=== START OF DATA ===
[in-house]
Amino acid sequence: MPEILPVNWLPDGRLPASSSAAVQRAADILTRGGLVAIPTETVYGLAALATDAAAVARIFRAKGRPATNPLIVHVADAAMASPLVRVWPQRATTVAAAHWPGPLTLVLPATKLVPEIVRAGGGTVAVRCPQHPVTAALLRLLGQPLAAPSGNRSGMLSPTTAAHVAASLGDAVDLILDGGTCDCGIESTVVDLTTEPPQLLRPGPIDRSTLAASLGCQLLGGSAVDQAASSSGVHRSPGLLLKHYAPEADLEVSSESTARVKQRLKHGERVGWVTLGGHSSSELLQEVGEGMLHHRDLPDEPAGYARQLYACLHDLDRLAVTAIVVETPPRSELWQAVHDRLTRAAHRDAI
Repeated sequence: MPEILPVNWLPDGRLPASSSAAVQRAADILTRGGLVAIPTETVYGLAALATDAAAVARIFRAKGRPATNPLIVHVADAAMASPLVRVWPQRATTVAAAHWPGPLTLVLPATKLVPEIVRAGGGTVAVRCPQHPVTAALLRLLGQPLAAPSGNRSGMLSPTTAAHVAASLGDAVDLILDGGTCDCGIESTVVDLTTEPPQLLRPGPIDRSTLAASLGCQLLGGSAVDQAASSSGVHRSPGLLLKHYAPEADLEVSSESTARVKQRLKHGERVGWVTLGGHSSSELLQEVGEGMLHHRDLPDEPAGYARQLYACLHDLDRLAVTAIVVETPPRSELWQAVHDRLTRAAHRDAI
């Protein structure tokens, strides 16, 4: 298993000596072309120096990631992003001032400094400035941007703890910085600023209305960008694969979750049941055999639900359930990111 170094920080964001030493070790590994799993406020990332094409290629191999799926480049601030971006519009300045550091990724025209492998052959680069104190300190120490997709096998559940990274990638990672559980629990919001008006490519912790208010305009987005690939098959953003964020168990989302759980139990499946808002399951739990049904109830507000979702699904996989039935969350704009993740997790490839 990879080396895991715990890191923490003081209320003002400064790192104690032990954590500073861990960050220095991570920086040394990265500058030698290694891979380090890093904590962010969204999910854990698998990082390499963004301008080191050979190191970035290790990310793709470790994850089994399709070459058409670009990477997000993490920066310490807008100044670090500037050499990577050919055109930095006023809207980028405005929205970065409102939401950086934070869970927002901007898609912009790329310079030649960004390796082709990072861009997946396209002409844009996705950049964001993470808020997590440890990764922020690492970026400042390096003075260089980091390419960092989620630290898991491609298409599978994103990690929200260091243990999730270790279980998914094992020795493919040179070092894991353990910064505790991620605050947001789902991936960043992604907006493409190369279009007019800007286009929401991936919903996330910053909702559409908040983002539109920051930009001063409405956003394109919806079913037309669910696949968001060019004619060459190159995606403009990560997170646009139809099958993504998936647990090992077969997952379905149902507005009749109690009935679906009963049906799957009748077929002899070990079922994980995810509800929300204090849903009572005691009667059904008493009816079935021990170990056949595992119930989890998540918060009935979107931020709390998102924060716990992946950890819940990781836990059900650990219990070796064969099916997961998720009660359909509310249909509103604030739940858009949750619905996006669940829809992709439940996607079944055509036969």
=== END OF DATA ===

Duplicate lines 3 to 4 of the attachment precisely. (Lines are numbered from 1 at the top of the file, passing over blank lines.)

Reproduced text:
Repeated sequence: MPEILPVNWLPDGRLPASSSAAVQRAADILTRGGLVAIPTETVYGLAALATDAAAVARIFRAKGRPATNPLIVHVADAAMASPLVRVWPQRATTVAAAHWPGPLTLVLPATKLVPEIVRAGGGTVAVRCPQHPVTAALLRLLGQPLAAPSGNRSGMLSPTTAAHVAASLGDAVDLILDGGTCDCGIESTVVDLTTEPPQLLRPGPIDRSTLAASLGCQLLGGSAVDQAASSSGVHRSPGLLLKHYAPEADLEVSSESTARVKQRLKHGERVGWVTLGGHSSSELLQEVGEGMLHHRDLPDEPAGYARQLYACLHDLDRLAVTAIVVETPPRSELWQAVHDRLTRAAHRDAI
């Protein structure tokens, strides 16, 4: 298993000596072309120096990631992003001032400094400035941007703890910085600023209305960008694969979750049941055999639900359930990111 170094920080964001030493070790590994799993406020990332094409290629191999799926480049601030971006519009300045550091990724025209492998052959680069104190300190120490997709096998559940990274990638990672559980629990919001008006490519912790208010305009987005690939098959953003964020168990989302759980139990499946808002399951739990049904109830507000979702699904996989039935969350704009993740997790490839 990879080396895991715990890191923490003081209320003002400064790192104690032990954590500073861990960050220095991570920086040394990265500058030698290694891979380090890093904590962010969204999910854990698998990082390499963004301008080191050979190191970035290790990310793709470790994850089994399709070459058409670009990477997000993490920066310490807008100044670090500037050499990577050919055109930095006023809207980028405005929205970065409102939401950086934070869970927002901007898609912009790329310079030649960004390796082709990072861009997946396209002409844009996705950049964001993470808020997590440890990764922020690492970026400042390096003075260089980091390419960092989620630290898991491609298409599978994103990690929200260091243990999730270790279980998914094992020795493919040179070092894991353990910064505790991620605050947001789902991936960043992604907006493409190369279009007019800007286009929401991936919903996330910053909702559409908040983002539109920051930009001063409405956003394109919806079913037309669910696949968001060019004619060459190159995606403009990560997170646009139809099958993504998936647990090992077969997952379905149902507005009749109690009935679906009963049906799957009748077929002899070990079922994980995810509800929300204090849903009572005691009667059904008493009816079935021990170990056949595992119930989890998540918060009935979107931020709390998102924060716990992946950890819940990781836990059900650990219990070796064969099916997961998720009660359909509310249909509103604030739940858009949750619905996006669940829809992709439940996607079944055509036969």